Rattlesnakes and Bonnets: My First Job

When I was a girl growing up on our ranch in NM, I had a job. Most kids have jobs, but my job was a little different from the kinds of tasks that kids usually do to earn some pocket change. From the age of about six to 12, my job was to be our ranch’s official rattlesnake hunter. I rode my horse all over creation all day anyway, so my dad thought it would be a good idea to make me the lookout for rattlers. We didn’t kill other kinds of snakes, but rattlers were dangerous to people, livestock, and pets, so we killed them when we found them.

My snake-wrangling technique was tried and true. Because I’m very fair complexioned my mother had made a pink bonnet that I was required to wear any time I went outside in the hot NM sun. Yes, it was a real ‘Little House On The Prairie’-style bonnet. Since by the ‘60’s bonnets as a fashion statement had definitely gone by the wayside, I was probably the last non-Amish girl in America to have to wear one every time I went outside. Anyway, off I’d go, bonnet bouncing, pigtails flying, riding my trusty horse all over the ranch day after day, playing out adventurous scenarios with whatever imaginary friends were in my head at the moment- Roy Rogers and Dale Evans, Gene Autry, the Lone Ranger and Tonto, Rin Tin Tin, and even Lewis and Clark. All the great events of the American west that were pulled from my elementary school history book pages, as well as those exciting ‘sagas of yesteryear’ drawn from treasured Saturday morning TV shows, happened over and over again, up and down our rural dirt roads and in our pastures- all prime rattlesnake territory!

While in the midst of saving a wagon train from Indians, or saving Indians from the cavalry, I would regularly come upon my venomous real-life foe. It happened a dozen or more times per summer. On such occasions, I employed a strategy that I’d developed after learning that the smell of humans will make a rattler freeze in place for up to an hour, trying to be invisible and also to be in the best position for defending themselves- tightly coiled and ready to strike. With the rattler on full alert, rattling his warning loudly and moving into position in preparation to shoot himself forward to bite the intruding horse and rider, I would take off my bonnet and fling it to the ground just a few feet in front of his/her flickering tongue, while my horse danced about, eager to be far from the sound and smell of a creature that he instinctively knew to avoid at all cost. The smell of the bonnet- or rather, of me on the bonnet would grab the snake’s attention, and since they don’t see well, they’d rattle those rattles like crazy, and just wait- poised and ready to strike at that ‘thing’ in front of them that smelled like a human.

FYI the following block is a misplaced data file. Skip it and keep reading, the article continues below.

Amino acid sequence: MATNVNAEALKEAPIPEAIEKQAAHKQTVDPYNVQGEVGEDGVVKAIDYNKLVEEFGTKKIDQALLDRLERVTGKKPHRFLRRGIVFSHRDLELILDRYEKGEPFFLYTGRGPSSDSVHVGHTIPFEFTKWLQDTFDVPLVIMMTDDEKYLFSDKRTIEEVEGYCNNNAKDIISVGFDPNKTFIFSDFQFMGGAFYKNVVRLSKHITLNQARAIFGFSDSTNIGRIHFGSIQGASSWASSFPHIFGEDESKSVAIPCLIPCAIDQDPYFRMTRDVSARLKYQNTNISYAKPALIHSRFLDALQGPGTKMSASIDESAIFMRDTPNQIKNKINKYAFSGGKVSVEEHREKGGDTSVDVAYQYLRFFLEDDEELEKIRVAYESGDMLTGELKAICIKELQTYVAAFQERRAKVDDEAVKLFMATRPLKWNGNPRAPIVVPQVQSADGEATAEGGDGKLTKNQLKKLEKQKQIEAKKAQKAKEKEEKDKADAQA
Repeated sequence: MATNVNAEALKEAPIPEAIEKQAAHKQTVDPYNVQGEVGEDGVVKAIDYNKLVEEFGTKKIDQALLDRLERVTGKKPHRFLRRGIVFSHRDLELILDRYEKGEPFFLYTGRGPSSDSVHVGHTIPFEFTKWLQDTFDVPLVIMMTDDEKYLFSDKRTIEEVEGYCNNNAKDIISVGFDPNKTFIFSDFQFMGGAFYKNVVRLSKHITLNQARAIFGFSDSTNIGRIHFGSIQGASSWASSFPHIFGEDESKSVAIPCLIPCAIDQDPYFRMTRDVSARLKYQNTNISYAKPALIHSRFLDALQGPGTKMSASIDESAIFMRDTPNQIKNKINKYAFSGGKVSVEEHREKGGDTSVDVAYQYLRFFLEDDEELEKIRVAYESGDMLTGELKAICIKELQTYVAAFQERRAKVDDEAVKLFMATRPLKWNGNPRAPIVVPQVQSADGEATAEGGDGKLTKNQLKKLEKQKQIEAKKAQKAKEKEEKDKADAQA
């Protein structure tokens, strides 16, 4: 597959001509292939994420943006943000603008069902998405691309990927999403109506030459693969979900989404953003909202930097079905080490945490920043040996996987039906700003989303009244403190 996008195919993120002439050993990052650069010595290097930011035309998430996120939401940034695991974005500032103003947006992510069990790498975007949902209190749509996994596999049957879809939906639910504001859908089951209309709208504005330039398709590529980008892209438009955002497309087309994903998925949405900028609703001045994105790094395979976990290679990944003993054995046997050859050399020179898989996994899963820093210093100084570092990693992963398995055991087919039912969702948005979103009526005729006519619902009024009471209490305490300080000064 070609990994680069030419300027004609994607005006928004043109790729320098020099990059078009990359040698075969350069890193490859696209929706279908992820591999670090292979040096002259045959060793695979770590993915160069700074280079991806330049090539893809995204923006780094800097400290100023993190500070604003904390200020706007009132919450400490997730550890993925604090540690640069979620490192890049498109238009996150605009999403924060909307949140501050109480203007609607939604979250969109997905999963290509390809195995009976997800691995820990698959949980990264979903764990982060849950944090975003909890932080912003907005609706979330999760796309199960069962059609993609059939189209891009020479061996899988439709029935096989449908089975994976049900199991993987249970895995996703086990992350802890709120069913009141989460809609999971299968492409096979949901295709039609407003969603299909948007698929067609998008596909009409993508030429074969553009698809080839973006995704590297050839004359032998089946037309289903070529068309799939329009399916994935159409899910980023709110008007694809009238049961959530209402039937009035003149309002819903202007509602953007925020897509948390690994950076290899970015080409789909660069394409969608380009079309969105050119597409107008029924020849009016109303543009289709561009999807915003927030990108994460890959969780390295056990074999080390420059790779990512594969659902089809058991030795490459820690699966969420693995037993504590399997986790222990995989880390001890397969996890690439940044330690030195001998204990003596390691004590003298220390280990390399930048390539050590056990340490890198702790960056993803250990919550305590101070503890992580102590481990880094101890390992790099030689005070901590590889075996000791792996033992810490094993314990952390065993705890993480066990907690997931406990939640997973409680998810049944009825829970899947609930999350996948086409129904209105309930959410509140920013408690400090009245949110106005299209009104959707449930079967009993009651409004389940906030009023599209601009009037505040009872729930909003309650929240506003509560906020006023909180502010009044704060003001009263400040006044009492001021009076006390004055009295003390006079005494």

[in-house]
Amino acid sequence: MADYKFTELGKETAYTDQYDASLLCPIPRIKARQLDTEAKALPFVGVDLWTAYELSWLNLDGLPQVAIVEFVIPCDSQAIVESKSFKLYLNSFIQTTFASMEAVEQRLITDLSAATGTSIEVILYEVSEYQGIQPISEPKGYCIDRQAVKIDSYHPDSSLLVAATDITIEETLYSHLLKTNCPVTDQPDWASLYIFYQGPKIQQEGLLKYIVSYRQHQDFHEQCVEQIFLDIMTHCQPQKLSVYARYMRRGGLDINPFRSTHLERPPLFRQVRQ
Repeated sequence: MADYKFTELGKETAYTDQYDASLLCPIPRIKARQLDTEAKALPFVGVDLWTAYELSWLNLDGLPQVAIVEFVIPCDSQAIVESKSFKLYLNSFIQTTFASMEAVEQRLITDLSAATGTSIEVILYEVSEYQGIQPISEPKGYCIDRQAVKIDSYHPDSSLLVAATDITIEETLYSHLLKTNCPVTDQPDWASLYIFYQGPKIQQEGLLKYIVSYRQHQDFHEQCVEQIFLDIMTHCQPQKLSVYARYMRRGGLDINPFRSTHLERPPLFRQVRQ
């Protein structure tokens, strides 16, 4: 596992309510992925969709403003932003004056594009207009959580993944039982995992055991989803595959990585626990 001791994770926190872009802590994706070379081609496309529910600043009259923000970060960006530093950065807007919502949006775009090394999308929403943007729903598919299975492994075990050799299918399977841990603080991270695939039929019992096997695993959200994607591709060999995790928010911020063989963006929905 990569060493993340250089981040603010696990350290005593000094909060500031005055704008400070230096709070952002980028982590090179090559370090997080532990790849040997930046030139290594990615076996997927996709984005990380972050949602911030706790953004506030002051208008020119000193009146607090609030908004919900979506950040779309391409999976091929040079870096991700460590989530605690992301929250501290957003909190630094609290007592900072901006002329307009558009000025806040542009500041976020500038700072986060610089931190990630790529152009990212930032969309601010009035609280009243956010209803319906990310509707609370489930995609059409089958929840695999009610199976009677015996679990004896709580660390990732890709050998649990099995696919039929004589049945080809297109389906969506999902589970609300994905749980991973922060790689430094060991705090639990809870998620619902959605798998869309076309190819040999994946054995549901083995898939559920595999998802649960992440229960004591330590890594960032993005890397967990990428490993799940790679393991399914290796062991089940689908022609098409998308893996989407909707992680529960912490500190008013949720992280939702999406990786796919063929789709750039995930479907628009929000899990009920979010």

Meanwhile, I would pai-yai back to the ranch as fast as my horse could take me, where I would whoop and yell “Rattlesnake!!” as loud as I could, until one of my parents appeared. Into the truck they’d jump with gun or shovel- or both, and off we’d go- me racing ahead on the horse to guide the way, and a parent bouncing across the pasture in the truck, back to where the snake was being ‘held captive’ by my bonnet. When the snake had been successfully beheaded, the poisonous head buried, and the rattles cut off for a souvenir, I would be paid my whopping 50 cents bounty.

I still have that bonnet, packed away with other childhood memorabilia. Every time I see it, even all these years later, I still feel the shiver that rushes over a person when coming face to face with a rattlesnake!

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